It seems to me that the main complaint about ePub is that it is text-centric, and doesn't do well with any book that requires a particular formatting

That's what PDF is for. An ebook format should explicitly *not* allow for fixed layouts, as it interferes with reflow on mixed display sizes.

That means no comic books, obviously

Comics belong in a completely different format. They should be stored as pages of panels plus page-level layout with graphics, with the user having the option to view the original, full page layout (to appreciate the art of the original composition), or individual/groups of panels for reading on smaller-screen devices. It makes absolutely no sense to cram them into an ebook format.

Re:ePub (2, Insightful)

Rary (566291) | more than 4 years ago | (#32411194)

But wouldn't it make sense to have one format that has the flexibility to handle different types of books? From a publisher's perspective, why would they want a different file format for their graphic novels than their text-only books? Why would they want to sell certain authors who happen to enjoy playing around with the layout of their pages separately from all the rest?

I'm not saying ePub isn't a good starting point, but to have the "issue solved", as the original poster stated, it needs a bit more flexibility.

Of course, none of this really matters, as the issue the publishers are really struggling with is which DRM to support universally.

Re:ePub (5, Interesting)

elh_inny (557966) | more than 4 years ago | (#32411118)

I actually consult for Penguin (but also other publishers so hopefully I am not as biased), I am also on the ePub committee and I must tell that at least in it's current form epub is not the solution to all forms of content.
Also Apple tends to do unspecified things to epub deliveries and standard compliant epubs fail Apple check, but it's hard to blame them yet, they're just trying
Moreover it is the publisher who chooses to wrap their epubs in DRM or not so Penguin, not Apple is causing the incompatibilities to some extent.
Amazon is obviously the biggest offender with their proprietary outdated format which is almost the same but not quite an epub.

I also agree that epub is the most sensible solution right now, but like I said it's not there yet and simply doesn't work for non-reflowable content (think anything rich media, graphic or design heavy) which is a lot of content...

Suggestion: (1)

doconnor (134648) | more than 4 years ago | (#32410744)

HTML

Re:Suggestion: (1, Offtopic)

vlm (69642) | more than 4 years ago | (#32410838)

HTML

Which of the eighty nine thousand variations?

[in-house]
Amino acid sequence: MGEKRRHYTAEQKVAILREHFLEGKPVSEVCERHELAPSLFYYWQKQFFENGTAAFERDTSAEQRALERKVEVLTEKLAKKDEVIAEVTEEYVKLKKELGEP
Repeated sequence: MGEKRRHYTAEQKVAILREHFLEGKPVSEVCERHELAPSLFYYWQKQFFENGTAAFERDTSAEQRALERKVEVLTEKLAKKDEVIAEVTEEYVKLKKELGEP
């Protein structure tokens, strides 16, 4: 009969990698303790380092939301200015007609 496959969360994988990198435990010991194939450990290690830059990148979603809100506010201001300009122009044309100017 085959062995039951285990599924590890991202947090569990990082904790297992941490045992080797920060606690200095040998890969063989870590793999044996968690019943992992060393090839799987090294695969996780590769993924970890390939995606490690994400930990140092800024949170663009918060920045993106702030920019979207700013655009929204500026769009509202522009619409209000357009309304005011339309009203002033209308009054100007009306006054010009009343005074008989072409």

Re:Suggestion: (1)

doconnor (134648) | more than 4 years ago | (#32410866)

Any of the eighty eight thousand variations that modern web browsers and handle.

Re:Suggestion: (1)

vlm (69642) | more than 4 years ago | (#32410916)

Any of the eighty eight thousand variations that modern web browsers and handle.

I wonder how the typographical types like Knuth and the graphics arts types like Tufte would react to the idea of not knowing how their pages will render.

Yeah for pot boiler romances no problemo, but some folks will have a cow at the idea that their page might be formatted into something they literally can't imagine by a device they know nothing about.

Re:Suggestion: (1)

jd (1658) | more than 4 years ago | (#32410992)

For Boones and Mill-type books, it not only doesn't matter what it renders like, it doesn't matter if the pages are in order either. Nobody reads them for the plot. I'd argue LaTeX/DVI or Postscript, as then all devices (from speech synthesizers to graphical displays) will work.

Re:Suggestion: (2, Interesting)

jc42 (318812) | more than 4 years ago | (#32411222)

I wonder how the typographical types like Knuth and the graphics arts types like Tufte would react to the idea of not knowing how their pages will render.

They generally haven't tackled the problem that HTML was designed for: displaying in a usable form in windows on displays of different sizes, shapes, resolutions, and color capabilities. Most "typographical" standards start with the assumption of a print medium, with known pages sizes and the ability to use any kind of ink. This is fine if the goal is a standard for printed material. It fails significantly for electronic displays, whose sizes and other info isn't knowable at "publishing" time, and will vary for different readers.